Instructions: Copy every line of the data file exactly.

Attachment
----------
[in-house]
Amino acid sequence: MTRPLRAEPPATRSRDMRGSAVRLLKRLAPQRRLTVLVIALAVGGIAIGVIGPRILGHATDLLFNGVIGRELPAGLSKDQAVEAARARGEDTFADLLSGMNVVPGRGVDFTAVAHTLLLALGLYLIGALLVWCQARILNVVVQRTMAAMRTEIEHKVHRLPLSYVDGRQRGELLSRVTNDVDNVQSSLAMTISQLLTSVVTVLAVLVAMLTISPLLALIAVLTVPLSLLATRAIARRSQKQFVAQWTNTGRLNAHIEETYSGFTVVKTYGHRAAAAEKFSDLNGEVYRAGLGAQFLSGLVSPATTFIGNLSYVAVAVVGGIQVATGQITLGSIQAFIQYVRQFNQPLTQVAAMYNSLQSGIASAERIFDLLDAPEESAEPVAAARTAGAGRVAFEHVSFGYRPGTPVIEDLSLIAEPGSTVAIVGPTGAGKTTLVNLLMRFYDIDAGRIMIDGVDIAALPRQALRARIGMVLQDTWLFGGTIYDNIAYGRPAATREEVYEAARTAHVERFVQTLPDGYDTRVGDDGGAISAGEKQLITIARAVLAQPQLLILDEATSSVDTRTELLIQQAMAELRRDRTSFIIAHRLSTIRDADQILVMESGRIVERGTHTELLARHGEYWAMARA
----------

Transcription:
[in-house]
Amino acid sequence: MTRPLRAEPPATRSRDMRGSAVRLLKRLAPQRRLTVLVIALAVGGIAIGVIGPRILGHATDLLFNGVIGRELPAGLSKDQAVEAARARGEDTFADLLSGMNVVPGRGVDFTAVAHTLLLALGLYLIGALLVWCQARILNVVVQRTMAAMRTEIEHKVHRLPLSYVDGRQRGELLSRVTNDVDNVQSSLAMTISQLLTSVVTVLAVLVAMLTISPLLALIAVLTVPLSLLATRAIARRSQKQFVAQWTNTGRLNAHIEETYSGFTVVKTYGHRAAAAEKFSDLNGEVYRAGLGAQFLSGLVSPATTFIGNLSYVAVAVVGGIQVATGQITLGSIQAFIQYVRQFNQPLTQVAAMYNSLQSGIASAERIFDLLDAPEESAEPVAAARTAGAGRVAFEHVSFGYRPGTPVIEDLSLIAEPGSTVAIVGPTGAGKTTLVNLLMRFYDIDAGRIMIDGVDIAALPRQALRARIGMVLQDTWLFGGTIYDNIAYGRPAATREEVYEAARTAHVERFVQTLPDGYDTRVGDDGGAISAGEKQLITIARAVLAQPQLLILDEATSSVDTRTELLIQQAMAELRRDRTSFIIAHRLSTIRDADQILVMESGRIVERGTHTELLARHGEYWAMARA